The metadata in your music files contains important identifying and classifier information. These tags make your music collection more searchable, navigable and all round easier-to-use. Fortunately, several online music databases offer a wealth of information that you can use to improve your digital music library.
If it's so easy to source extra data for your music collection then it's tempting to add more and more data, but this adds a maintenance burden because you must ensure your own customisations of that data are repeated. Thinking about retrieving data and tagging this information in your music files as a pipeline that can be documented and repeated helps solve inconsistencies that can emerge.
Tags are sourced from various places. If you rip CDs, the ripper software looks up the data online and tags it for you. If you purchase and download music then the tags are probably already completed for you, in a manner decided by the online store from which you purchased the music. Either way this is data sourced online, but there are problems with this.
These tags can be incomplete, inconsistent or incorrect. Important data you normally rely on to form playlists, for example, may be missing. The album name may be formatted with a case that you don't find visually appealing, or is inconsistent with your other music. Track numbers may be missing padded zeroes, or it may have them and you don't want them. There are many examples, but it all adds up to a lot of re-organisation work.
These problems would go away if you had documented, repeatable ways of customising the data sourced online, and a way of intercepting the tagging process. In most cases intercepting the initial tagging of files is not possible. If you purchase the music online, the tags are shipped with the music files and what you see is what you get. When ripping CDs you often have a little more opportunity to edit the incoming tags, but these are still manual tasks with little help from software.
So it's often during the re-organisation phase, combing through your music files with MP3 tagging software, that you get the chance to customise your music's metadata. Many such software offers the opportunity to automatically download metadata from online databases. The trouble comes again: how to customise this incoming data so that it both appeals to my own aesthetic tastes and it remains consistent with the rest of my library?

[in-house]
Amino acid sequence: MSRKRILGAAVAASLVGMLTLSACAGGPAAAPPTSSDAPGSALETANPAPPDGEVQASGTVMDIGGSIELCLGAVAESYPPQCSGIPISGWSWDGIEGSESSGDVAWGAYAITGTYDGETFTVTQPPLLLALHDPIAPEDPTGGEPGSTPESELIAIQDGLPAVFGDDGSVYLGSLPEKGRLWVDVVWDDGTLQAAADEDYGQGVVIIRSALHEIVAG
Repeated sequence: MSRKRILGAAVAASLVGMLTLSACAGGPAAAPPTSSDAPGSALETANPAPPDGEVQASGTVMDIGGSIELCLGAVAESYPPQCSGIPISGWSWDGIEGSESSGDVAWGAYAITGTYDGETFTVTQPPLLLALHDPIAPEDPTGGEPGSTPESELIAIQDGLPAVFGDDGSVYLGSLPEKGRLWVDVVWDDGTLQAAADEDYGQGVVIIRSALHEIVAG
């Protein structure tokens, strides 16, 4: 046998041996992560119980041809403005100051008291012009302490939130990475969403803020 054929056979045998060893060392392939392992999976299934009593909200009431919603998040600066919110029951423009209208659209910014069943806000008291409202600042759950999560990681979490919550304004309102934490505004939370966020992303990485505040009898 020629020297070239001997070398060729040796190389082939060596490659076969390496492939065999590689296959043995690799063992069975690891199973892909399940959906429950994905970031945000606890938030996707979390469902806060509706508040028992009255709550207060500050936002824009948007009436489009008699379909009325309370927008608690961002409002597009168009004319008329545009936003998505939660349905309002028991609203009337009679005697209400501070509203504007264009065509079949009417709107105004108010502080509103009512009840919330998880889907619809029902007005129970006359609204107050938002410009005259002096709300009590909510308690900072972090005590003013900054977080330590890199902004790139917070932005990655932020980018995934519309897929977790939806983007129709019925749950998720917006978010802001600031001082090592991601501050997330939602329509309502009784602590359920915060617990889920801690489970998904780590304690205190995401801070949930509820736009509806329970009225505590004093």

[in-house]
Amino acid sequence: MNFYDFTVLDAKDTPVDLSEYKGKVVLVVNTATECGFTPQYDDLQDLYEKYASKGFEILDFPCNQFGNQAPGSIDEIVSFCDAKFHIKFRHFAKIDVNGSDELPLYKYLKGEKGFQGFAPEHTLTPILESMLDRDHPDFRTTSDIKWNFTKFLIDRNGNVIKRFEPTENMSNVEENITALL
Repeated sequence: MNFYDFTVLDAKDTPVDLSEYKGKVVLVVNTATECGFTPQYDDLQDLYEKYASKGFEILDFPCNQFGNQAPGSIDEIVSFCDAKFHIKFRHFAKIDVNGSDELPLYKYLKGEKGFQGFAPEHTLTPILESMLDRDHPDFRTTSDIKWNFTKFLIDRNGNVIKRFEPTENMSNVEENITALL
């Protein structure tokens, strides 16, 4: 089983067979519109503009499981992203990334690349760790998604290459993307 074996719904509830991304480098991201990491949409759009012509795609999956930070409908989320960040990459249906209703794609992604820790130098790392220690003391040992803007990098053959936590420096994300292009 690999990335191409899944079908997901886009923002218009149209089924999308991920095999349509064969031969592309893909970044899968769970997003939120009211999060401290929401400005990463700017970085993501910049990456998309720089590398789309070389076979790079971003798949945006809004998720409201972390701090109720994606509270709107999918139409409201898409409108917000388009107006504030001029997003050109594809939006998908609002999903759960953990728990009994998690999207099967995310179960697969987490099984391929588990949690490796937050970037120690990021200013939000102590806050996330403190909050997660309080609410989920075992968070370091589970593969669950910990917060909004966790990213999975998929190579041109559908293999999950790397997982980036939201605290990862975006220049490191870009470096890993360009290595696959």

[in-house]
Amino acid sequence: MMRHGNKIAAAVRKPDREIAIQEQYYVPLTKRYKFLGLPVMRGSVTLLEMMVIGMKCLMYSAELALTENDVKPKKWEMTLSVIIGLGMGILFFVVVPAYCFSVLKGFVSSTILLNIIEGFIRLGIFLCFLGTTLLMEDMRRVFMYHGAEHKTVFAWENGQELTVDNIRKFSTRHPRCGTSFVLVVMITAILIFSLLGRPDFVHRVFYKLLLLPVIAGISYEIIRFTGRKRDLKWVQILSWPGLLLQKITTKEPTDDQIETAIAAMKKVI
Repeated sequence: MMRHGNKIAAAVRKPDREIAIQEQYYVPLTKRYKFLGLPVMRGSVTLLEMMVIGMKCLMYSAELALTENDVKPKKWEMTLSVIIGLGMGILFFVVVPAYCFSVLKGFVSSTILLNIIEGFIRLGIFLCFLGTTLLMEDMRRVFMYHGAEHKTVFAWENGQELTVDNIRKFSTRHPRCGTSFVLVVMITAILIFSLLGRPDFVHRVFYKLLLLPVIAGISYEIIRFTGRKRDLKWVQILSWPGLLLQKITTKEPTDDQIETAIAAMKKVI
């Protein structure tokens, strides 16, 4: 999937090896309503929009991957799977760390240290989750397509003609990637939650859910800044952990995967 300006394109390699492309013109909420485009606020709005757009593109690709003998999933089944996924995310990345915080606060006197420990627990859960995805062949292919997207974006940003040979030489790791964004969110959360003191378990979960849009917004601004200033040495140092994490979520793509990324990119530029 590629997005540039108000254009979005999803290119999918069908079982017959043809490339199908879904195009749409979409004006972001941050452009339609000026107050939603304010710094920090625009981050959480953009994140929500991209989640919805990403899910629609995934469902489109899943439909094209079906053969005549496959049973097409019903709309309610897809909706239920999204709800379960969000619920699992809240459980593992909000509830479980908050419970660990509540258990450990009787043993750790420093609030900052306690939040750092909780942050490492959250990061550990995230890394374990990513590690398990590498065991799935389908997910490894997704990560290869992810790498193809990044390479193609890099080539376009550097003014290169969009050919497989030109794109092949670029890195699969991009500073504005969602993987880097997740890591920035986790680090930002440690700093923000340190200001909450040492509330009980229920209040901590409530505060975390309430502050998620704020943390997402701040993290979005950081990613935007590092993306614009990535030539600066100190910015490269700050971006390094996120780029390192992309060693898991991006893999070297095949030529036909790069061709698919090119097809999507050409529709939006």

I've found one mental model for this: a music data pipeline.
Visualise a pipeline flowing with textual metadata about your library, with the start of the pipe being a music database, and the end being the tagging inside your music files.
The simplest possible pipe is just that: a two stage process which fetches the data online and inserts it into your music files. Many auto taggers do this for you already.
That works, but ensuring consistency is a pain. Next, add steps to the pipeline to customise the data you are discovering. Imagine you want all single track numbers to be padded with one zero:
Chained together, you can imagine this data being customised to your liking. Some of these pipelines are simple, like the example. Others might require more input data and may completely change the eventually tagged information. For example, you may have decided to adopt the fundamental music genre list but a music database, instead, offers a very specific genre. By searching for a generalised form of the genre, you may find a genre that is consistent with the coarse grained genres you prefer.
Pipelines are one way of visualising this, but they aren't the only way. I think the important thing is to acknowledge that the temptation to incorporate extra metadata into your music files will open up new opportunities for inconsistencies. Documenting and applying processes to resolve these inconsistencies are what's important.
Thanks to David C. Foster for the image above.